MAKING your free throws is always important on the court… but what about off the court?
The 2017 Helping Hoops 24-Hour Shootout is back on again.
You’ve got 15 minutes to make as many free throws as possible, with participants fundraising for each shot made.
It’s a simple concept and enables Helping Hoops to continue their phenomenal work using basketball as a medium for social change.
But its starting point came about unexpectedly as HH founder Adam McKay explained.
“The honest version is this – back in 2012 we had a momentary financial crisis,” McKay said. “When you do everything for free and don’t make any money out of your services you provide it’s probably bound to happen sooner or later, so within a couple of weeks, we basically needed to plug a hole.
It's exactly 2 weeks until the 24 Hour Charity Shootout! We're stoked to announce that there will be a Celebrity All Star Game on Saturday, July 1 from 2-3pm at Albert Park College. These four legends will each captain a team full of Helping Hoops kids in what is going to be so much fun. Come along and cheer them on! 83 Danks St Albert Park. 📷 @regularsteven . . . #helpinghoops #24hoops #freethrows #charity #hoopdreams #ballislife #basketball #basketballneverstops #volunteer #wearemelbourne #atticarestaurant
“The very first charity shoot out in 2012 was thrown together within a week or two, where we had a few weeks lead time and we ended up raising I think just over five thousand dollars, which kept the wolves from the door momentarily, and got us back on track.
“Then in the debrief we said ‘well that was a lot of fun, we should maybe do this again in 2013’ so we got a bigger gym, we changed the format a little bit – but we always kept it to the same essence, which is 15 minutes as the challenge, do as many free-throws as you can.”
Since the first event, Helping Hoops has grown the Shootout year on year and the results have grown dramatically. Last year 21,000 shots collectively were made by roughly 170 people to raise $60,000.
Throughout the course of this year’s weekend, Helping Hoops is shooting big for better goals.
“2013 we had a great time,” McKay said. “We had Kyrie Irving drop by that year, so we were obviously doing something right -he is very good at shooting free-throws, which we found out.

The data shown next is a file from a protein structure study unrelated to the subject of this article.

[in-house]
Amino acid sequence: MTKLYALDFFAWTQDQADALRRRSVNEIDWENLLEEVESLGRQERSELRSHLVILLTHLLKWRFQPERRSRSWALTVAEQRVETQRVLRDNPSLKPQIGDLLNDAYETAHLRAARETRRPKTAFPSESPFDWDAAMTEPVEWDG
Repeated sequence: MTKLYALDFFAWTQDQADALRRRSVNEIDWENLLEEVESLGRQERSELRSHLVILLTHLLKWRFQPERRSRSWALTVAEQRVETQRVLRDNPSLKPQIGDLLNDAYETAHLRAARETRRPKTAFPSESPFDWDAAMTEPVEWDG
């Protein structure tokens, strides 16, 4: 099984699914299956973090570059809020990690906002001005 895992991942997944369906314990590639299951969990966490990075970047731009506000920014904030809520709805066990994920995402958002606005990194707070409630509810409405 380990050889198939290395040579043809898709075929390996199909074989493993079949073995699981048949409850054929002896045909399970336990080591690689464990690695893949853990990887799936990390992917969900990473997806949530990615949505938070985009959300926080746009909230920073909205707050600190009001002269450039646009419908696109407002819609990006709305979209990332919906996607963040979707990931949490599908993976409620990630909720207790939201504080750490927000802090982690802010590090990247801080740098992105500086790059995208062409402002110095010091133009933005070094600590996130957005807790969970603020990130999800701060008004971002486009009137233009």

“From there it has just built every year.
The T-shirts for the 24 Hour Charity Shootout are here, and this is how excited we are about it! To get yours, register as a fundraiser (FREE!) at helpinghoops.com.au/24 or hit the link in our bio. Huge thanks to @narepresents for donating these! Community support from ethically minded businesses helps keep us strong! . . . #helpinghoops #24hoops #freethrows #charity #hoopdreams #ballislife #basketball #basketballneverstops #volunteer #charity
“The essence has always stayed the same but the actual, peripheral stuff around it has got better each year and now it’s probably just as much about the shots going in the hoop and raising money as it is about having a party.
“It’s grown organically, every year we put a little bit more effort into it and get better results hopefully.”
From all walks of life, from all abilities of basketball background – you can come and make some shots.
Therein lies the unifying ability Helping Hoops can create – everyone is fair and equal on the free throw line after all.
From Chris Goulding, Chris Anstey, celebrity chef Ben Shewry and even the likes of Kyrie Irving… plenty of people have stepped up to the line to support Helping Hoops.
It doesn’t require an incredible basketball background to step up either – whatever ability you have, it’s the thought and the effort that counts.
“It’s amazing,” McKay said. “We get kids who barely can reach the hoop and maybe make 20-30 shots in 15 minutes, right through to some of our ambassadors who come through and can make over 300 and everyone in between.
“To be honest the majority of people who come through, say the families who have a kid who plays basketball appreciate the fact there is something out there that gives an opportunity to kids who may not have the same support at home.
“I think to see those people come out, to talk to them and find out why they’ve chosen to support Helping Hoops is cool but you never know, every 15 minutes you get new people come through the door.
“It could be someone who takes it very seriously, or it could be someone who rocks up in fancy dress because it helps with fundraising.
“You get to meet new people and catch up with old people you may not have seen for a while. It’s interesting to see how people take it as well, whether it is a bit of fun or really serious – everyone is welcome.”
At the end of the day, the results help the helpers expand. More volunteer coaches, more venues, more children able to attend and improve their social, sporting and emotional health through uniting under basketball.
“That’s Helping Hoops to a tee as well, it’s something we’re really proud of,” McKay said. “Where you can see your efforts come out in tangible results, almost immediately.
“Money is not caught up in huge admin bills or huge premises – we’re really action-focused and if we have a good Shootout, you can actually see what that means in a tangible way, and that’s something we can connect the actions to the results.”
If you would like to participate in the Helping Hoops 24-Hour Shootout – held this year at 1-2 July at Albert Park College, 83 Danks Street, Albert Park – head to www.helpinghoops/24.